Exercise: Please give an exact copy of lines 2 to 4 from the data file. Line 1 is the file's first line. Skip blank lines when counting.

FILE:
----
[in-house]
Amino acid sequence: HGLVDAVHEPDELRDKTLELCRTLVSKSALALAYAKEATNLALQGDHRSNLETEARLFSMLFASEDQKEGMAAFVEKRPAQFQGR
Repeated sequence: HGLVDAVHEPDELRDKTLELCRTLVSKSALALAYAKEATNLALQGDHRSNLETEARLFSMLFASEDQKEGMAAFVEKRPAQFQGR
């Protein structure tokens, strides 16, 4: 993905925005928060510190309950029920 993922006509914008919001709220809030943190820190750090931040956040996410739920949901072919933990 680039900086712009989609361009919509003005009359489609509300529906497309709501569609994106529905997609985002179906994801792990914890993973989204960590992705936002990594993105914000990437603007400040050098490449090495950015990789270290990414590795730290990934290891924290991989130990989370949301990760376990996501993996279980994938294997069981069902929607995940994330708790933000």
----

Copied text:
Amino acid sequence: HGLVDAVHEPDELRDKTLELCRTLVSKSALALAYAKEATNLALQGDHRSNLETEARLFSMLFASEDQKEGMAAFVEKRPAQFQGR
Repeated sequence: HGLVDAVHEPDELRDKTLELCRTLVSKSALALAYAKEATNLALQGDHRSNLETEARLFSMLFASEDQKEGMAAFVEKRPAQFQGR
């Protein structure tokens, strides 16, 4: 993905925005928060510190309950029920 993922006509914008919001709220809030943190820190750090931040956040996410739920949901072919933990 680039900086712009989609361009919509003005009359489609509300529906497309709501569609994106529905997609985002179906994801792990914890993973989204960590992705936002990594993105914000990437603007400040050098490449090495950015990789270290990414590795730290990934290891924290991989130990989370949301990760376990996501993996279980994938294997069981069902929607995940994330708790933000």